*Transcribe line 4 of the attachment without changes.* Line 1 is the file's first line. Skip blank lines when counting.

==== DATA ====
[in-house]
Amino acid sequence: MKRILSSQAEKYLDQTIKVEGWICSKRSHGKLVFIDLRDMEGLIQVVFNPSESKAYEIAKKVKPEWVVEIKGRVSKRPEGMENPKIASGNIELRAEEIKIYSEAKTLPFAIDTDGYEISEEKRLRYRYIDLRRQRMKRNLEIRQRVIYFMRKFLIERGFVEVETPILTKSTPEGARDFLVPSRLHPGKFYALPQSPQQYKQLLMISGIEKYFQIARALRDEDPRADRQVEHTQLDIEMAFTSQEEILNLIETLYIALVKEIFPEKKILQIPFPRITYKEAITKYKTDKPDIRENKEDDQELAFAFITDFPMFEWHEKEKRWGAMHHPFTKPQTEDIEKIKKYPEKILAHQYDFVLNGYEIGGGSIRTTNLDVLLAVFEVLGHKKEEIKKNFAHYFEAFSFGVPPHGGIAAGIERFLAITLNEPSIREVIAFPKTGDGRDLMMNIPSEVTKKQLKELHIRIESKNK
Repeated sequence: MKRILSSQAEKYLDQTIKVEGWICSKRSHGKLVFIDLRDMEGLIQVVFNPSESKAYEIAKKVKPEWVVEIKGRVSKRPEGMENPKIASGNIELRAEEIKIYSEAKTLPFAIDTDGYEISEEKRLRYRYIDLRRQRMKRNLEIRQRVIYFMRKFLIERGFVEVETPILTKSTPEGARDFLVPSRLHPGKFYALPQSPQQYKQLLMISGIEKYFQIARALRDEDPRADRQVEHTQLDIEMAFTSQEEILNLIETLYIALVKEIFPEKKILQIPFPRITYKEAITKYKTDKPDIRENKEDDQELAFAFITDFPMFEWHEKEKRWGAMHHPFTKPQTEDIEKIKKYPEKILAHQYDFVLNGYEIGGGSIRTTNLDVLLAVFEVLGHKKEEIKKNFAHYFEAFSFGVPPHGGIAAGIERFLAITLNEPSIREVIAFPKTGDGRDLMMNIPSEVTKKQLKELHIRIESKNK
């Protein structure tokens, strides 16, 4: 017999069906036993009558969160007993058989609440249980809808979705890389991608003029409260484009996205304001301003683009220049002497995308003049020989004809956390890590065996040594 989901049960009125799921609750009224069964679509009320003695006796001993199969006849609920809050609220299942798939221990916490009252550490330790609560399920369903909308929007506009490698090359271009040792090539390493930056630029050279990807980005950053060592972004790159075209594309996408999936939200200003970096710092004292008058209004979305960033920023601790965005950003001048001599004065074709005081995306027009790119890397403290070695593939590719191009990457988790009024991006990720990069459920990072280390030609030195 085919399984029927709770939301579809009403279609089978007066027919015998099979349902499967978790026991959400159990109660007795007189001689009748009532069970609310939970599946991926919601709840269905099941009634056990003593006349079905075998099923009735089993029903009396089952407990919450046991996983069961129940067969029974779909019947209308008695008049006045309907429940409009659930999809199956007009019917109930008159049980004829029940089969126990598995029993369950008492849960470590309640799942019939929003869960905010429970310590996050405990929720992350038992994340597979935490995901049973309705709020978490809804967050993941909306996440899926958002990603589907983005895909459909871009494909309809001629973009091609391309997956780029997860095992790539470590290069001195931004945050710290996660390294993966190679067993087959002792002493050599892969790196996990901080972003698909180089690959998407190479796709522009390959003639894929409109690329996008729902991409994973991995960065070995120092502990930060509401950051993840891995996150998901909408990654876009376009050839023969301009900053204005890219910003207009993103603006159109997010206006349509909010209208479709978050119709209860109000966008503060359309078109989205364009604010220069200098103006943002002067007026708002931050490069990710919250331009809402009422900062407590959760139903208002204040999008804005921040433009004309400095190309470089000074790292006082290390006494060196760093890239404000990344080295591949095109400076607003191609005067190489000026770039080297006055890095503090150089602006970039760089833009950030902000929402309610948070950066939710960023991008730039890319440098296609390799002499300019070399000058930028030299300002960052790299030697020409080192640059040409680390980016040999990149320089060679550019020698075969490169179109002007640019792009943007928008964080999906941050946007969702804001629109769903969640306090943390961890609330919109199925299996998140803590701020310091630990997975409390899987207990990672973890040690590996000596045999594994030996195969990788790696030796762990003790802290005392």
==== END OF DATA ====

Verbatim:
């Protein structure tokens, strides 16, 4: 017999069906036993009558969160007993058989609440249980809808979705890389991608003029409260484009996205304001301003683009220049002497995308003049020989004809956390890590065996040594 989901049960009125799921609750009224069964679509009320003695006796001993199969006849609920809050609220299942798939221990916490009252550490330790609560399920369903909308929007506009490698090359271009040792090539390493930056630029050279990807980005950053060592972004790159075209594309996408999936939200200003970096710092004292008058209004979305960033920023601790965005950003001048001599004065074709005081995306027009790119890397403290070695593939590719191009990457988790009024991006990720990069459920990072280390030609030195 085919399984029927709770939301579809009403279609089978007066027919015998099979349902499967978790026991959400159990109660007795007189001689009748009532069970609310939970599946991926919601709840269905099941009634056990003593006349079905075998099923009735089993029903009396089952407990919450046991996983069961129940067969029974779909019947209308008695008049006045309907429940409009659930999809199956007009019917109930008159049980004829029940089969126990598995029993369950008492849960470590309640799942019939929003869960905010429970310590996050405990929720992350038992994340597979935490995901049973309705709020978490809804967050993941909306996440899926958002990603589907983005895909459909871009494909309809001629973009091609391309997956780029997860095992790539470590290069001195931004945050710290996660390294993966190679067993087959002792002493050599892969790196996990901080972003698909180089690959998407190479796709522009390959003639894929409109690329996008729902991409994973991995960065070995120092502990930060509401950051993840891995996150998901909408990654876009376009050839023969301009900053204005890219910003207009993103603006159109997010206006349509909010209208479709978050119709209860109000966008503060359309078109989205364009604010220069200098103006943002002067007026708002931050490069990710919250331009809402009422900062407590959760139903208002204040999008804005921040433009004309400095190309470089000074790292006082290390006494060196760093890239404000990344080295591949095109400076607003191609005067190489000026770039080297006055890095503090150089602006970039760089833009950030902000929402309610948070950066939710960023991008730039890319440098296609390799002499300019070399000058930028030299300002960052790299030697020409080192640059040409680390980016040999990149320089060679550019020698075969490169179109002007640019792009943007928008964080999906941050946007969702804001629109769903969640306090943390961890609330919109199925299996998140803590701020310091630990997975409390899987207990990672973890040690590996000596045999594994030996195969990788790696030796762990003790802290005392």